Garda watchdog is seeking a radical new system

GSOC wants extra powers to investigate complaints against members of the force

The Garda Síochána Ombudsman Commission’s offices.  Photograph: Collins

The Garda Síochána Ombudsman Commission’s offices. Photograph: Collins

Wed, May 14, 2014, 13:03

The Garda Síochána Ombudsman Commission (GSOC) has said the entire system of Garda oversight introduced after the Morris Tribunal needs to be “reset” and believes it should be permitted to subsume the office of confidential recipient into its operations.

The extra powers now being sought by the Garda watchdog, coupled with its recently introduced unfettered access to the Garda’s PULSE data base, would usher in a radical new system under which the oversight powers of the commission over the Garda force would be total.

The commission, which outlined its proposals to the Oireachtas Committee on Justice this morning, also wants to investigate a wider range of complaints against members of the force.

For example, under the current provisions of the Garda Síochána Act, which provides for the commission, only cases involving “death or serious harm” to a person around the time of contact with Garda members must be referred by the Garda Commissioner to the watchdog for investigation.

GSOC chairman Simon O’Brien told the committee that definition does not include allegations of, for example, sexual assault on the part of a Garda member.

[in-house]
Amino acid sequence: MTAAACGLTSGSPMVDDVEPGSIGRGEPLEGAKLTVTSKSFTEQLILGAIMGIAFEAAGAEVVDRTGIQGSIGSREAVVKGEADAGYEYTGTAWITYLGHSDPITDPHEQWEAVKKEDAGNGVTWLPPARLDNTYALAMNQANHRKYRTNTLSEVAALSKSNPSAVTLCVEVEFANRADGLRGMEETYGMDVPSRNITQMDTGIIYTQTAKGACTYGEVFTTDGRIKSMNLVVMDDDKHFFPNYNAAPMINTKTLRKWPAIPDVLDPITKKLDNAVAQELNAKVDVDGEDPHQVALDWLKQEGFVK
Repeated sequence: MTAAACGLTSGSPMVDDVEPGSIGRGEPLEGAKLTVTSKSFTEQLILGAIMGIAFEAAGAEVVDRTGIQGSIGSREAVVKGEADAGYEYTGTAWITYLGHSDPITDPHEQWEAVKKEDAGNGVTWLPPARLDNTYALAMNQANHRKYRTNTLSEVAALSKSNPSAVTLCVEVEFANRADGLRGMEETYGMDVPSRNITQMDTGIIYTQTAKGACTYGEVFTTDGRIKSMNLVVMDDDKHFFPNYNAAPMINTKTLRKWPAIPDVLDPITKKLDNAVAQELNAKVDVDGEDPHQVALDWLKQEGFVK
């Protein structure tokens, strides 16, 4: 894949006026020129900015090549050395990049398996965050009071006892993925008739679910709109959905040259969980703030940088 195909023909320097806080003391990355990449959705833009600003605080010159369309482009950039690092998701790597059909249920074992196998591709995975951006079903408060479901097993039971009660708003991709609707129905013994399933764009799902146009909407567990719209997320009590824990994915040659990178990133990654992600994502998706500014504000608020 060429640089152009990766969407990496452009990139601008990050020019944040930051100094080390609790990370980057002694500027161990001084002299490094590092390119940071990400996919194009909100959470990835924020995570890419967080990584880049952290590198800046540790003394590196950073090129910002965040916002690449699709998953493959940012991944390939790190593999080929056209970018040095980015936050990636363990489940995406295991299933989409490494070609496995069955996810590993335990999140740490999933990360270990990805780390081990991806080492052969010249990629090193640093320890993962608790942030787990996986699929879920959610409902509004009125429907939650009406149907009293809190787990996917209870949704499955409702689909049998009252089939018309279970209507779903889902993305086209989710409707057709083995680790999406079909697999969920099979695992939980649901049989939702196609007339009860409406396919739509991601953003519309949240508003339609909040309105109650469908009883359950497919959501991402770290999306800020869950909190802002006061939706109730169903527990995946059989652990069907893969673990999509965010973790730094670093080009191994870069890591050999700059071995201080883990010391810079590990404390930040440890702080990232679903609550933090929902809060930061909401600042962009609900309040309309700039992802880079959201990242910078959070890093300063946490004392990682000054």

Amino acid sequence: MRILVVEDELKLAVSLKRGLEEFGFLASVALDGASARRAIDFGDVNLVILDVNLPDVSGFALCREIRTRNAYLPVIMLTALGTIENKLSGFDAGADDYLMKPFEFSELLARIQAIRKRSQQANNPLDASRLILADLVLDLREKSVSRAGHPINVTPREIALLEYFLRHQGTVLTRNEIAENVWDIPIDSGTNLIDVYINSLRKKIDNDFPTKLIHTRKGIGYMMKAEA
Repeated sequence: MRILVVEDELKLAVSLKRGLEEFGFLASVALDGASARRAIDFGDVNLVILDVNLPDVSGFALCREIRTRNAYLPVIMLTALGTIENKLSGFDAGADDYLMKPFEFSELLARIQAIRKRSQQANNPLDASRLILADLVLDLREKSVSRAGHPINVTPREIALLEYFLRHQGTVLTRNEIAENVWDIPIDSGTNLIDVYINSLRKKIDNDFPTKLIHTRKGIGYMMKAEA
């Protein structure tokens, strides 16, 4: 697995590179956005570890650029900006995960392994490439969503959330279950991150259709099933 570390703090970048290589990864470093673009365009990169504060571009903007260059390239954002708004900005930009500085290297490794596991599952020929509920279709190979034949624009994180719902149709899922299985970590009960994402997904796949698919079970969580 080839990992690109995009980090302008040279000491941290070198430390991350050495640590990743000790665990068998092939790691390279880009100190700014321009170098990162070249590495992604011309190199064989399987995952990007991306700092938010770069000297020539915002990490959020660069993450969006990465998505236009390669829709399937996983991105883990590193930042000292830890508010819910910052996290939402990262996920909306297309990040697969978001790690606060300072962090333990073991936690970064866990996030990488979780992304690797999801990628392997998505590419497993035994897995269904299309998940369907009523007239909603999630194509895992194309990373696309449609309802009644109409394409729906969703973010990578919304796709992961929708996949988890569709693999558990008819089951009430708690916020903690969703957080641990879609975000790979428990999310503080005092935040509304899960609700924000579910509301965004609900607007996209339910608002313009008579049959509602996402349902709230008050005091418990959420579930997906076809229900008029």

“(Sex crimes) can be investigated internally, which we do not believe is fair for any party involved,” he said.

He complained the commission was continuing to experience delays in receiving evidence, files and documents requested from the force as part of its investigations.

This is despite a high profile dispute with the force, when it alleged the Garda had for years deliberately frustrated its biggest investigation to date.

In that case allegations around the handling of a Garda informant who was allegedly still dealing drugs while an informer and had serious drugs charges against him dropped were probed for four years. No evidence of wrong doing was ever found.

The reforms now being sought by GSOC have emerged under a new review process of Garda oversight being conducted by the Justice Committee at the instigation of Government and following the recent Garda whistleblower controversies. They include:

*A streamlining of GSOC’s procedures for handling what it termed minor complaints against gardaí. It believes allegations of discourtesy or poor response performances by Garda members should not be dealt with by GSOC being obliged to open a full and formal investigation. It believes informal resolution should be used more often and that restrictions stipulating such as procedure can only be used if the gardaí at the centre of complaints agrees needs to be removed. Currently only one per cent of complaints to the commission are informally resolved.

* GSOC believes the current system of it referring some serious complaints to the Garda to investigate on its behalf, though with oversight retained, is unsuitable and should be stopped. However, if the system were retained, the Garda force should be obliged to send the full file on its investigation to GSOC so the watchdog can decide on any further actions to be taken.

* It is pushing for the placement on a statutory footing the obligations of the Garda in cooperating with requests from GSOC during investigations. These include the timely provision of information and evidence to the watchdog, an obligation GSOC has long claimed is not being adhered to and for which it believes there is no deterrent.